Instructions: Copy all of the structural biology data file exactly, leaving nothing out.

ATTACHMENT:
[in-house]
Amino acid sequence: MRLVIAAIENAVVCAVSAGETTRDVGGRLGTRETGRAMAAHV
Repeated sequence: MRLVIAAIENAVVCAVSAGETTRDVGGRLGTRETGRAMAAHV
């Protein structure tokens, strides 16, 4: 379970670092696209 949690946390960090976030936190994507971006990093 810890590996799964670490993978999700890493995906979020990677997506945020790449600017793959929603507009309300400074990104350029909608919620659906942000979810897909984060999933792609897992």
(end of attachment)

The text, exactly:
[in-house]
Amino acid sequence: MRLVIAAIENAVVCAVSAGETTRDVGGRLGTRETGRAMAAHV
Repeated sequence: MRLVIAAIENAVVCAVSAGETTRDVGGRLGTRETGRAMAAHV
């Protein structure tokens, strides 16, 4: 379970670092696209 949690946390960090976030936190994507971006990093 810890590996799964670490993978999700890493995906979020990677997506945020790449600017793959929603507009309300400074990104350029909608919620659906942000979810897909984060999933792609897992």